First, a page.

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13 hours ago, Bozothenutter said:

Any ex maintenance fellows about?

Yeah me 5 years on type and undertaken many intake inspections dues to being an propulsion tradesman. Slid past many a bullet.

 

The intake in the "splitter" as you call it was for a heat exchanger for the cockpit climate control system. The air intake for the Cold Air Unit (CAU) can be seen to the left (round hole) it did have a grill in it, you used to use a long rod to poke through to se if the CAU had seized. 

 

Edited by tweeky
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EE had the first induced flow wind tunnel in the UK running by the end of 1949.  It only went to Mach 1.07 initially, which was enough.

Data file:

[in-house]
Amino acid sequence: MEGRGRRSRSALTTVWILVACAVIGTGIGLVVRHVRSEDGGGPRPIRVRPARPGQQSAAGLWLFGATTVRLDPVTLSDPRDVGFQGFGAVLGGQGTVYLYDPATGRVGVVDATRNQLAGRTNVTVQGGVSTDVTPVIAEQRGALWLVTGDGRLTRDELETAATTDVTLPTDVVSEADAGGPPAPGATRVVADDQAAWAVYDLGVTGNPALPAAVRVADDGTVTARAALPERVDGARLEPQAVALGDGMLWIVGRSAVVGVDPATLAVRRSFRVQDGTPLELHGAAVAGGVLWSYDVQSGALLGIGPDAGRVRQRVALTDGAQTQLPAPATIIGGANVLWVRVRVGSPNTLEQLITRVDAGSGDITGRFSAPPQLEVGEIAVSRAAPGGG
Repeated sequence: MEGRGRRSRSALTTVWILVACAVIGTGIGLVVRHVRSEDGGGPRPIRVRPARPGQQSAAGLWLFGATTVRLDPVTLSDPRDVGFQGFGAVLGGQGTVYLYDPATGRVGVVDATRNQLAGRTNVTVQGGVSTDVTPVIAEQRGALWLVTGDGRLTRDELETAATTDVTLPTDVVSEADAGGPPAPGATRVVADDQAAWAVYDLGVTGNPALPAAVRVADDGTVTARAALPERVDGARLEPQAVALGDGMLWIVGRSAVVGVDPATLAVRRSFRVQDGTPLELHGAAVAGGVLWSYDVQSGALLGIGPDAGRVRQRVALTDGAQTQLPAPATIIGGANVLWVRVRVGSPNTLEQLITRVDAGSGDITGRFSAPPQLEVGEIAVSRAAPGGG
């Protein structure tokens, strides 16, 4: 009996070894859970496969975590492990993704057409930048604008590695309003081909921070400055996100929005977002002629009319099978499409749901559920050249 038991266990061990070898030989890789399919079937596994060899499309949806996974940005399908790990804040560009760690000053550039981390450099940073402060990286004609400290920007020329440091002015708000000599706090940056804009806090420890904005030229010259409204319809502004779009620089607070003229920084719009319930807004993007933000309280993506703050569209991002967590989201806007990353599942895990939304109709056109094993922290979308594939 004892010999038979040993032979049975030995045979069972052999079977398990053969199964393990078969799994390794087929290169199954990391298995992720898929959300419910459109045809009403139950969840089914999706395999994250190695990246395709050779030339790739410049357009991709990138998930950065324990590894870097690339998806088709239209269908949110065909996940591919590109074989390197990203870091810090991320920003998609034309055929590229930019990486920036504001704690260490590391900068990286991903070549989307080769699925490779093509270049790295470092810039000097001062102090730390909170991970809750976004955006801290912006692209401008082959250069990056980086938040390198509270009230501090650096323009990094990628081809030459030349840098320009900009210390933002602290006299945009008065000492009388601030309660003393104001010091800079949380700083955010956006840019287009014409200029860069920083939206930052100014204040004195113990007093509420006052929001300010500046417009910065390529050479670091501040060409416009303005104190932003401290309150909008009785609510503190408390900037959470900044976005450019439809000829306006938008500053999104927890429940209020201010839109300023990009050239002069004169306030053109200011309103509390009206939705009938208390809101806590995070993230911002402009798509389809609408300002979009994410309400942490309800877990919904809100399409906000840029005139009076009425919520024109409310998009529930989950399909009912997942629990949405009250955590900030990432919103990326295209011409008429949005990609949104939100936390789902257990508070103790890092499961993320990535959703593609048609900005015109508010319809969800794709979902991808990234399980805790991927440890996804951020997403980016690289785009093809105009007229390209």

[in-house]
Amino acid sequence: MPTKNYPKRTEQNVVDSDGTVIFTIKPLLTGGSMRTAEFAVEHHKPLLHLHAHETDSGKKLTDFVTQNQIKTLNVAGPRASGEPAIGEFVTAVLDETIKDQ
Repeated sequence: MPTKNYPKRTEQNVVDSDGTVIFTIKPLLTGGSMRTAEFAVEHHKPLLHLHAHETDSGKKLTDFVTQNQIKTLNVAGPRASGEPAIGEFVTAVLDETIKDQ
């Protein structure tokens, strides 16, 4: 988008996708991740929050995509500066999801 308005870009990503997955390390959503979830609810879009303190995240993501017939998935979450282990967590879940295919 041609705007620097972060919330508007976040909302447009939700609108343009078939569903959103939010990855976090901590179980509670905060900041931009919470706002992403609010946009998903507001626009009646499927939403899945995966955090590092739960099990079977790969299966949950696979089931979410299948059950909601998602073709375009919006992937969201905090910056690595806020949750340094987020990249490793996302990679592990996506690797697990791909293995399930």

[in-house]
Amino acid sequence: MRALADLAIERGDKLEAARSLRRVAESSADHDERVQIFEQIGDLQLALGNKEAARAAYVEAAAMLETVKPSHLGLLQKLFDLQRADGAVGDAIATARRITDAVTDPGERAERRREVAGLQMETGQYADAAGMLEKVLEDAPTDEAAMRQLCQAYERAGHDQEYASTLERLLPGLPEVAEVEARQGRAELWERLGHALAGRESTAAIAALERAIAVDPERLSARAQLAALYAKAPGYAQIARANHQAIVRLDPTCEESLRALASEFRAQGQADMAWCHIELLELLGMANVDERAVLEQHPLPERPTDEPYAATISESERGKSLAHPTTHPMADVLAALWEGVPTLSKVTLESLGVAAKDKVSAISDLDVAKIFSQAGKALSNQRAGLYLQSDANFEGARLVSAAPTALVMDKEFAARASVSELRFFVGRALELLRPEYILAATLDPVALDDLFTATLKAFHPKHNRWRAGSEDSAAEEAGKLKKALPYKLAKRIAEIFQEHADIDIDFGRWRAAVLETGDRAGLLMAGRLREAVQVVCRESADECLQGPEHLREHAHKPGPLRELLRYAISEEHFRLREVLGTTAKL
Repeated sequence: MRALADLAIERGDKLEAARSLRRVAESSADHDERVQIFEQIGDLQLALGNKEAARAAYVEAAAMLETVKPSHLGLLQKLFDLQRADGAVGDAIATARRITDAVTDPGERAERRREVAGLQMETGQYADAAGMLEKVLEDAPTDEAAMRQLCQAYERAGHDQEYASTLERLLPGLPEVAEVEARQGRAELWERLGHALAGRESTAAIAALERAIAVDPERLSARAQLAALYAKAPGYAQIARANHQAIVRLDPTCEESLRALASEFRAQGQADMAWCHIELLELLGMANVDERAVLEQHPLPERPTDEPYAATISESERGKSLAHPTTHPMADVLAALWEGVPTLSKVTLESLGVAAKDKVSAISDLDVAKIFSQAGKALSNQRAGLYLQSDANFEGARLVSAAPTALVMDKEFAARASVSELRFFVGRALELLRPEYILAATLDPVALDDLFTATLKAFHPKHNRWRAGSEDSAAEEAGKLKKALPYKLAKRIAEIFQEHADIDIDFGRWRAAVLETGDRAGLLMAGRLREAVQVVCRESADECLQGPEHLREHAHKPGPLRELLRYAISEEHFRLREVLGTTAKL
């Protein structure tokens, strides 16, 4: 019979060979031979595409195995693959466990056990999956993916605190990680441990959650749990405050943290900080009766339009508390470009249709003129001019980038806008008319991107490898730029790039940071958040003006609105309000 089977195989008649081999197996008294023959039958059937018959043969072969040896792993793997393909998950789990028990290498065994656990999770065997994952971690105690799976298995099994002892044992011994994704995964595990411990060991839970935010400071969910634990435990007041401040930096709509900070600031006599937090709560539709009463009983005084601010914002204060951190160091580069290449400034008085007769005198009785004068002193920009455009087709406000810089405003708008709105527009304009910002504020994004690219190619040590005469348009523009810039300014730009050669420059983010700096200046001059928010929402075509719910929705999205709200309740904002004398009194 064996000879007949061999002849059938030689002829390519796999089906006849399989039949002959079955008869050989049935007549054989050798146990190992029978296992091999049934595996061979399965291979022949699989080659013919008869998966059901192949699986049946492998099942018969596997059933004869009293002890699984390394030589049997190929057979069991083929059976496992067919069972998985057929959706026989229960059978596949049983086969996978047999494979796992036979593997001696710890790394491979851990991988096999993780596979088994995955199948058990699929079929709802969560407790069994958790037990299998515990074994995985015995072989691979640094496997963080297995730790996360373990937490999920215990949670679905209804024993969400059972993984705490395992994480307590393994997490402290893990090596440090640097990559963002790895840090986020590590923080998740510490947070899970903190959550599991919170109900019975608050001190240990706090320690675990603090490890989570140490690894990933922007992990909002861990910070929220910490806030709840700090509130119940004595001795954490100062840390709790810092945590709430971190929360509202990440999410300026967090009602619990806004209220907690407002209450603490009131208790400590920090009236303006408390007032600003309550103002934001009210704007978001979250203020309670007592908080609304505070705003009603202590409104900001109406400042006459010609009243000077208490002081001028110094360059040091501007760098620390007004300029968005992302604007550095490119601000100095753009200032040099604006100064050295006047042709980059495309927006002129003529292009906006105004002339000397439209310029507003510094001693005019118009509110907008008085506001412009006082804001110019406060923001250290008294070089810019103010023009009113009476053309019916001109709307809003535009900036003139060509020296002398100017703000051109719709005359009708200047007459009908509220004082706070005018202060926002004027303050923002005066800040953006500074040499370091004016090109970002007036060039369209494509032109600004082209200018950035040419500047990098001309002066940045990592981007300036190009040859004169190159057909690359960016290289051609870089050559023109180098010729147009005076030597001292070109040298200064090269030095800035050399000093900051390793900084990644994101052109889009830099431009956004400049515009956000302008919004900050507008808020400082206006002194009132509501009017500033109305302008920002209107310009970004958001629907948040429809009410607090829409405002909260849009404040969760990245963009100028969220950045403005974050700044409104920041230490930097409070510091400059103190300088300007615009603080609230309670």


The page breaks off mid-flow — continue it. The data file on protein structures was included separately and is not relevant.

Reading some of the development story, it is impressive how little was known, in so many areas including inlet design, how much was done on best principles and good reasoning. With a fair degree of luck ! 

 

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2 hours ago, JagRigger said:

Lightning intake cone......... to a generation of RAF engineers it just leads to an ingrained image of Miss Wayward Body doing the intake check

Too true...   ...just go onto Yooochoob and search for Dr Fod and Miss Wayward body.  Just be careful where you do this.

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23 hours ago, canberra kid said:

I've just read through this hoping it may shed some light but unfortunately not, other than stating the P.11 (T.4) is aerodynamically no worse than the P,1A and in some respects better.

  gtmKmn.jpg

John

 

Was this not similar to the case of the Hunter two seater?  Slightly better aerodynamics after much  tweaking resulted in lower drag rather than higher for the two seater. I believe EE were given the canopy & spine lofting information from the Hunter two seater and use that as their basis - any confirmation of that, can't recall where I read/heard that?

 

John B